YAAS

On "Yet Another Amateur Summary"

The “amateur” part isn’t an entirely false modesty. I am indeed often summarizing works in areas where I have limited experience and I’m certainly not paid for it. As such, despite my best efforts, I will assuredly sometimes mangle the subject matter. Once we both acknowledge this, we’re left with the question: Why bother to read or write these summaries?

For you

I can think of a few reasons you might like to read these summaries despite those limitations:

Curse of expertise

Experts may1 be worse at explaining material than intermediate practitioners due to heuristics like anchoring and availability (Hinds 1999). Anecdotally, it seems like professors who know the material too well to explain it are a common experience. As someone who has just learned the material I’m summarizing, I may be well-positioned to explain it.

Length

As the perennial popularity of summarizers attests, there’s an audience for condensed versions of books. Existing summarizers seem to target self-help and management books though. I, on the other hand, expect to target a more niche and academic set of books. I’ll somewhat cheekily summarize that as: If it’s ever been on a best-seller list, don’t expect to see it here.

Style

Another reason you might prefer these summaries to the originals is their inimitable, insouciant style. In all seriousness, academic writing is a genre with conventions that aren’t optimal for all purposes. While the writing here might sometimes seem a pitiable mockery of academic style, the academese here is an accident rather than a necessity. I’m very open to better conventions and will try to adopt them as I come upon them.

Interactivity

I sometimes create novel, interactive content to explain material. The feedback that interactivity can provide is pretty handy for learning (Hattie and Timperley 2007).

Generalist

I strive to be a generalist. That means I may make connections to areas the source material doesn’t. If you and I happen to share more reference points than you and the original author do, we may communicate better.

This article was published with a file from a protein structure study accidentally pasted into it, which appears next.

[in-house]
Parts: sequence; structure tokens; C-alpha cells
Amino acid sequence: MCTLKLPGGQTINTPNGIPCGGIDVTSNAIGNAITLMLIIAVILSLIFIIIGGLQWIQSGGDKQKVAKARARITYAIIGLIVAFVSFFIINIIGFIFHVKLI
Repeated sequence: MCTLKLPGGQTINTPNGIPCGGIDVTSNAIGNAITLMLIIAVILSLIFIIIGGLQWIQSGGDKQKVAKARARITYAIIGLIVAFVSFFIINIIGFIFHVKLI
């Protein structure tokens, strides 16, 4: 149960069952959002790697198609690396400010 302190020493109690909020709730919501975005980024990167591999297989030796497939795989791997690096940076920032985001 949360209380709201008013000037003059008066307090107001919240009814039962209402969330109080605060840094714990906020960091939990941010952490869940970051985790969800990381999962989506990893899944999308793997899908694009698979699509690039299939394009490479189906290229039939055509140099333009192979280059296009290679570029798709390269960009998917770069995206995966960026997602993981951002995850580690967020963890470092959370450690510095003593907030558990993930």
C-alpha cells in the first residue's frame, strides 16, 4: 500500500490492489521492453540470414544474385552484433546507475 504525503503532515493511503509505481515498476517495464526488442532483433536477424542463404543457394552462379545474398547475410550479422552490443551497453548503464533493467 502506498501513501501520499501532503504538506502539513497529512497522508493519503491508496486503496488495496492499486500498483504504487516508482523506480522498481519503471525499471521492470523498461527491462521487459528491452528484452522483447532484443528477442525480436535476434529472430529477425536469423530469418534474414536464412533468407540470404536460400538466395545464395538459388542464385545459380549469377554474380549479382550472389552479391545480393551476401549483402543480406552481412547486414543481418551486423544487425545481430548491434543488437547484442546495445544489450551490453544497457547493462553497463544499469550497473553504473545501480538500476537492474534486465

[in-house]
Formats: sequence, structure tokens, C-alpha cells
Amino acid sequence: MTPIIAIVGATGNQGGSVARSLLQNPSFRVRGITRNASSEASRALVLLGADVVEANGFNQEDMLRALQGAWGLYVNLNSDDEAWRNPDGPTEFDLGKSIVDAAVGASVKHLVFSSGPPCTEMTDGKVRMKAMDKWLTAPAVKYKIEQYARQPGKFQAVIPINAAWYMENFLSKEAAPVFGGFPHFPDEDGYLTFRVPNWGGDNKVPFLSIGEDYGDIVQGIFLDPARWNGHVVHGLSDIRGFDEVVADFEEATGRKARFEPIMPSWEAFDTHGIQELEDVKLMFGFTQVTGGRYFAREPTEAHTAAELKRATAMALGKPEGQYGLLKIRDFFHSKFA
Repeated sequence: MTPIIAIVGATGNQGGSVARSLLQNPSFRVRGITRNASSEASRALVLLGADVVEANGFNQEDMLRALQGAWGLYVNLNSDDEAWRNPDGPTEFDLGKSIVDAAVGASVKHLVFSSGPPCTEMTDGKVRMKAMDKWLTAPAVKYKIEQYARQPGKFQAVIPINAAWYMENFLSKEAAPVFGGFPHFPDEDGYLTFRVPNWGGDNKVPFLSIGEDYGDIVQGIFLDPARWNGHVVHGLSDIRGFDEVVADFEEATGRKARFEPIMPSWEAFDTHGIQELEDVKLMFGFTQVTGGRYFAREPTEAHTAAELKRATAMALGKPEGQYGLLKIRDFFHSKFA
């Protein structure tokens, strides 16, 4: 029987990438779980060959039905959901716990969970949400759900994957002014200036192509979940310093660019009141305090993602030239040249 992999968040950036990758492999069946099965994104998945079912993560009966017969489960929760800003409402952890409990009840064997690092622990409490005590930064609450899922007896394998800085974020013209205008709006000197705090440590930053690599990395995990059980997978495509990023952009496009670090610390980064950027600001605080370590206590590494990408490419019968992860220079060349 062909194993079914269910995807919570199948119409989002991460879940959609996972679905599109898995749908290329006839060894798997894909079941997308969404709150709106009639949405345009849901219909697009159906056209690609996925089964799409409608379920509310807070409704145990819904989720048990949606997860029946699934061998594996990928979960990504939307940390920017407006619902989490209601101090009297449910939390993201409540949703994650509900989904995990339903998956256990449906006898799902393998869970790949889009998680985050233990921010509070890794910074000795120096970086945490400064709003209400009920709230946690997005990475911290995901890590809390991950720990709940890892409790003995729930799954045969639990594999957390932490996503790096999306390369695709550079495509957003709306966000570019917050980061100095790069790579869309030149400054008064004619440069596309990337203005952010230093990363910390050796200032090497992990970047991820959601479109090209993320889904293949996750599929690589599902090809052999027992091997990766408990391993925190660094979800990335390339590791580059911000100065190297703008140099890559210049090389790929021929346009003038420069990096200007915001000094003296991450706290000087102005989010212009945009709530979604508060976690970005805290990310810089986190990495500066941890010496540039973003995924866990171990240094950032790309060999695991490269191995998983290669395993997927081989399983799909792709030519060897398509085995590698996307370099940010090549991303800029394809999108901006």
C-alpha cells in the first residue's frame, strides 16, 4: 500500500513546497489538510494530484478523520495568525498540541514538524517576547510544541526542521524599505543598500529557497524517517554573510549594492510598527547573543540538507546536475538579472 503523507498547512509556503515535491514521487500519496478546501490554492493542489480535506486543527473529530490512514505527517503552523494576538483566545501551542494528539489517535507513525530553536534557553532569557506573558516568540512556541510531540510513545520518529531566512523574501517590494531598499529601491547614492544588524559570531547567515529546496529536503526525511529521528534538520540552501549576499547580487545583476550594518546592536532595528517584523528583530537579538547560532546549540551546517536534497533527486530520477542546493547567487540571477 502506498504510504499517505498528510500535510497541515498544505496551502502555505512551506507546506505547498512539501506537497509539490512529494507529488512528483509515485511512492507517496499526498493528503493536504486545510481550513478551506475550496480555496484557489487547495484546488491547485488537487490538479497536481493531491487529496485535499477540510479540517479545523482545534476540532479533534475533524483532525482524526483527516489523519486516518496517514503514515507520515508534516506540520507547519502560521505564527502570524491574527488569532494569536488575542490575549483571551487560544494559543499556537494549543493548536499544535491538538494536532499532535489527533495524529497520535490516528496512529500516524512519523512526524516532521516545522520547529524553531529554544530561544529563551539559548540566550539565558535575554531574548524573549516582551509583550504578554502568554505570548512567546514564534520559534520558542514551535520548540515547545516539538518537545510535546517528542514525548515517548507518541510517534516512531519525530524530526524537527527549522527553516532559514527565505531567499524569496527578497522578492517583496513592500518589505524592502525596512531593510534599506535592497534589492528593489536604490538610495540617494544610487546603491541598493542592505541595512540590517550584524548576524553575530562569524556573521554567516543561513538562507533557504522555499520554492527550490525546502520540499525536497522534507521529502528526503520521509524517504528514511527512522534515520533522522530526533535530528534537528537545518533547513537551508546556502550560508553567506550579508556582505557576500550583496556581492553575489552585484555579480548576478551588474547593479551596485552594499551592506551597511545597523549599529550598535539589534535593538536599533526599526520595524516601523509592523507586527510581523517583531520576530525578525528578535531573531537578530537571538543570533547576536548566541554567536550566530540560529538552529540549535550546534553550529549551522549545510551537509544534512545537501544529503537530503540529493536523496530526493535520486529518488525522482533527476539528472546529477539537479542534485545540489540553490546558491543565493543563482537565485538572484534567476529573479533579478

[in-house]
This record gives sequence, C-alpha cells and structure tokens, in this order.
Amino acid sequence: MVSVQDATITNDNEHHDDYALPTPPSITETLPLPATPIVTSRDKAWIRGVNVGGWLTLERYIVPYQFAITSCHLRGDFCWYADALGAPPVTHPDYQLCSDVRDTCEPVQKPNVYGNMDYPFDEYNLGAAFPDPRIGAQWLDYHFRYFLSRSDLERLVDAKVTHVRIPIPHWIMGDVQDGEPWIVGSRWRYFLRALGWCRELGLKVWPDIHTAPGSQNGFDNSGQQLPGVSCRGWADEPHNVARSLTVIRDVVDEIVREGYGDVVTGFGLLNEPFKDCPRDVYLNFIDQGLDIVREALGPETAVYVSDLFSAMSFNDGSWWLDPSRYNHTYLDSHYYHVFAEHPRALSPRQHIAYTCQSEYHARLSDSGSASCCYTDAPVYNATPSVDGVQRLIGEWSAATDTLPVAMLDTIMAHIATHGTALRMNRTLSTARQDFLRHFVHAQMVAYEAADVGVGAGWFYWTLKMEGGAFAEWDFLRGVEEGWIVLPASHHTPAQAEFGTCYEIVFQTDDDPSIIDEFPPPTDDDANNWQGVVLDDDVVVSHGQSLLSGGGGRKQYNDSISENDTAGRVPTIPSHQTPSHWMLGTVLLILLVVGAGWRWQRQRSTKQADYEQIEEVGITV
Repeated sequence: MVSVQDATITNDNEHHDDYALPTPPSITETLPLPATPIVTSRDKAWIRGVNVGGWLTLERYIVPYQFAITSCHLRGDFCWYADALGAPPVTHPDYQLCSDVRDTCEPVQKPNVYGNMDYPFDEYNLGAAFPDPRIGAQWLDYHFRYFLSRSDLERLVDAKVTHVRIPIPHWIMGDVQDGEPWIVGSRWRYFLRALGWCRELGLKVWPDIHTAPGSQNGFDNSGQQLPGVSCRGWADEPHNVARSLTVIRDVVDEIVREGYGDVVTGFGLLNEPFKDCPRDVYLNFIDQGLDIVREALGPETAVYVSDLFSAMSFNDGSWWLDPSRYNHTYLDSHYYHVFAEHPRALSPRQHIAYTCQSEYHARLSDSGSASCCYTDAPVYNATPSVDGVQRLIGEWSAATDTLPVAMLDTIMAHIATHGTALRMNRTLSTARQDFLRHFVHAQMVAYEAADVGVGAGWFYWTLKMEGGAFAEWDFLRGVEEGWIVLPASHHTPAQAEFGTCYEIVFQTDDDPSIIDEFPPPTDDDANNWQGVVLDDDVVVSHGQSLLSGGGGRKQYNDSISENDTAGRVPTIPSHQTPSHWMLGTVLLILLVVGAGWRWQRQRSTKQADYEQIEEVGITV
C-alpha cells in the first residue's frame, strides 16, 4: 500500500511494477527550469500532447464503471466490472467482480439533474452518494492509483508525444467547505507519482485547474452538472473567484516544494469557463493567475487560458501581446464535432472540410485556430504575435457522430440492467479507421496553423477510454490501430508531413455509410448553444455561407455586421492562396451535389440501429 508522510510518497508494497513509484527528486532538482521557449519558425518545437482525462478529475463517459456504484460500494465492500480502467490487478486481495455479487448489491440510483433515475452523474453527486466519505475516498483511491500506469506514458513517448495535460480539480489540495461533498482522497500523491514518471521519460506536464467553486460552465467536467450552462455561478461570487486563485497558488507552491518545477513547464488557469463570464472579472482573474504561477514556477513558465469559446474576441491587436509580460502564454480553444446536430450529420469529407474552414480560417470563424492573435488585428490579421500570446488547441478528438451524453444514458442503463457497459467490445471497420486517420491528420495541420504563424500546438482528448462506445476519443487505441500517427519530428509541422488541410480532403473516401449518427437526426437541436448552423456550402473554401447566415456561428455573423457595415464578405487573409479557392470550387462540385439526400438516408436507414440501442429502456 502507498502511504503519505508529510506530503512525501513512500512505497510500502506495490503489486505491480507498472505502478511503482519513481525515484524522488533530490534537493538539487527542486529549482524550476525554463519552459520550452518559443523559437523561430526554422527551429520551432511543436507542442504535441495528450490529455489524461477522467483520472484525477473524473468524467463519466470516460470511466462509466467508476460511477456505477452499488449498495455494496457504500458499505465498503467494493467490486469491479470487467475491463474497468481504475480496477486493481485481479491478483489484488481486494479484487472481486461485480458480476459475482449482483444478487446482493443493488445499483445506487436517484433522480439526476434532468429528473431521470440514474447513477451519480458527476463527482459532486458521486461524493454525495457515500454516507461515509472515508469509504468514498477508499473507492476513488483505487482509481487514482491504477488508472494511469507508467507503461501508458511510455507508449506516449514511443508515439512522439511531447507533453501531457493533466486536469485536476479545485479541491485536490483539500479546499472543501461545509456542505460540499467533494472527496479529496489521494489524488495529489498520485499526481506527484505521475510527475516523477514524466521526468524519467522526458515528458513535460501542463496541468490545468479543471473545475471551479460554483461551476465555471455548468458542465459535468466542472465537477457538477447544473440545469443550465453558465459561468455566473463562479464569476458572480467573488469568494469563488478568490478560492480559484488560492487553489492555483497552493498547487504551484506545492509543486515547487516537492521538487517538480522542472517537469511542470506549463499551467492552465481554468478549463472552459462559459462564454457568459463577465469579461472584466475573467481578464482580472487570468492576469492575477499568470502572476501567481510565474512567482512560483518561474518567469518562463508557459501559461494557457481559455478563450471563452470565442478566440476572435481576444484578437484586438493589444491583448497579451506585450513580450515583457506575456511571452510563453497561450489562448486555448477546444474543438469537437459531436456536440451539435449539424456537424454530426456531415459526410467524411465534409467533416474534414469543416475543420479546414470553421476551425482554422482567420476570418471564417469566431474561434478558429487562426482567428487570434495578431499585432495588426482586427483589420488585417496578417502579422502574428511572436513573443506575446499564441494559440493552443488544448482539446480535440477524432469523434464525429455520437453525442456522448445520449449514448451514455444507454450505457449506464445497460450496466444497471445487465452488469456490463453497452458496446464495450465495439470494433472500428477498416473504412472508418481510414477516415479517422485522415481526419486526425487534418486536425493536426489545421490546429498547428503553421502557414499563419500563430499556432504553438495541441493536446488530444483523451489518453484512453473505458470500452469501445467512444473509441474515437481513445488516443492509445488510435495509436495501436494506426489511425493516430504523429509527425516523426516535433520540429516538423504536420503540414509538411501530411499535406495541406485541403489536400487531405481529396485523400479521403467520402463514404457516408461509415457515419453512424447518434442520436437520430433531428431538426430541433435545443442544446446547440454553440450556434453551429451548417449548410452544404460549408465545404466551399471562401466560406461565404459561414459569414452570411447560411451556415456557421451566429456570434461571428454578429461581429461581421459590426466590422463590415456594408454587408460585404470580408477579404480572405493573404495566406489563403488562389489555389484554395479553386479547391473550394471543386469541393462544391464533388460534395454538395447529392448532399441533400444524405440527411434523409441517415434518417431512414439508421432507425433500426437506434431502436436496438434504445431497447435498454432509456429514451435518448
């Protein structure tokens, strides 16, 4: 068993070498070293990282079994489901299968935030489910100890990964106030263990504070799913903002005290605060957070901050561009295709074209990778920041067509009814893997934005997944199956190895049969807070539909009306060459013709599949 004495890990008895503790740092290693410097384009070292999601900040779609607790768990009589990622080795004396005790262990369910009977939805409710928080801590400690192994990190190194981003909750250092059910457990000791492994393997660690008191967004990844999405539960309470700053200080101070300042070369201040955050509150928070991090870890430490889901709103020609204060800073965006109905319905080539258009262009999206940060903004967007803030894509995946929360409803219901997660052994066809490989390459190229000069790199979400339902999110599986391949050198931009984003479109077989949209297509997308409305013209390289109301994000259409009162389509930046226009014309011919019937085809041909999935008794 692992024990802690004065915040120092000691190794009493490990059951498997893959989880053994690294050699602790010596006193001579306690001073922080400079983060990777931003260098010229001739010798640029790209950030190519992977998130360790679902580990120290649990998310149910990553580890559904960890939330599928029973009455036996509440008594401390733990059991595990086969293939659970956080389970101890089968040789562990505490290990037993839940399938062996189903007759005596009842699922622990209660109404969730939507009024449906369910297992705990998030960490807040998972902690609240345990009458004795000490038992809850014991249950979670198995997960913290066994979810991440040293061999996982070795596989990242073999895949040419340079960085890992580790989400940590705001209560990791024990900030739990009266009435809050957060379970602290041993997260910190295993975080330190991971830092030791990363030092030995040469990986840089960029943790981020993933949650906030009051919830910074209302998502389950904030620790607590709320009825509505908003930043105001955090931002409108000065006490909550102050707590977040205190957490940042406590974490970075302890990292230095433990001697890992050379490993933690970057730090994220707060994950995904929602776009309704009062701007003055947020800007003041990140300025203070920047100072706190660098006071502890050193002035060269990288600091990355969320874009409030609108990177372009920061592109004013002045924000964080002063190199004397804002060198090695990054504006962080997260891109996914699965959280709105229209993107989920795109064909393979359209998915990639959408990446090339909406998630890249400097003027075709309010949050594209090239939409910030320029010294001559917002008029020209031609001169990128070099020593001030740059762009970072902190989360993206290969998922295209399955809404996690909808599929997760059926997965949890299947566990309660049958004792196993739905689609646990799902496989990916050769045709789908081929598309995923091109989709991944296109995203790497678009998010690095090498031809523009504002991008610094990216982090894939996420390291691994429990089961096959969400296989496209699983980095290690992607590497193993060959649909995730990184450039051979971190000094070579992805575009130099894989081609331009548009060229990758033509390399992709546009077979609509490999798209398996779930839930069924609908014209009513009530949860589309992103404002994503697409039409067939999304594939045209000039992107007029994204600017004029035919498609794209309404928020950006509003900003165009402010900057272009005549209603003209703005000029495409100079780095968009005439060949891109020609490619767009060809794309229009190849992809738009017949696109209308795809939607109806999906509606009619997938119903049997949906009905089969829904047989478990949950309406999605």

For me

But I’ll not pretend to be entirely unselfish here. A large part of my motivation for these summaries is to improve my own understanding. That is, I hope to use these summaries as an opportunity to construct schema and use the imagination effect (Sweller 2008) to combat the illusion of explanatory depth (Rozenblit and Keil 2002).


Hattie, John, and Helen Timperley. 2007. “The Power of Feedback.” Review of Educational Research 77 (1). Sage Publications Sage CA: Thousand Oaks, CA: 81–112. http://area.fc.ul.pt/en/artigos%20publicados%20internacionais/The%20Power%20of%20Feedback_Hattie_Timperley2007_77_1_81_112.pdf.

Hinds, Pamela J. 1999. “The Curse of Expertise: The Effects of Expertise and Debiasing Methods on Prediction of Novice Performance.” Journal of Experimental Psychology: Applied 5 (2). American Psychological Association: 205. http://citeseerx.ist.psu.edu/viewdoc/download?doi=10.1.1.319.954&rep=rep1&type=pdf.

Rozenblit, Leonid, and Frank Keil. 2002. “The Misunderstood Limits of Folk Science: An Illusion of Explanatory Depth.” Cognitive Science 26 (5). Wiley Online Library: 521–62. https://onlinelibrary.wiley.com/doi/pdf/10.1207/s15516709cog2605_1.

Sweller, John. 2008. “Human Cognitive Architecture.” Handbook of Research on Educational Communications and Technology. Lawrence Erlbaum Associates New York, 369–81. http://www.csuchico.edu/~nschwartz/Sweller_2008.pdf.


  1. If the replication crisis has taught us anything, it’s that we should take low N, unregistered, unreplicated studies like these more as proposals than conclusions.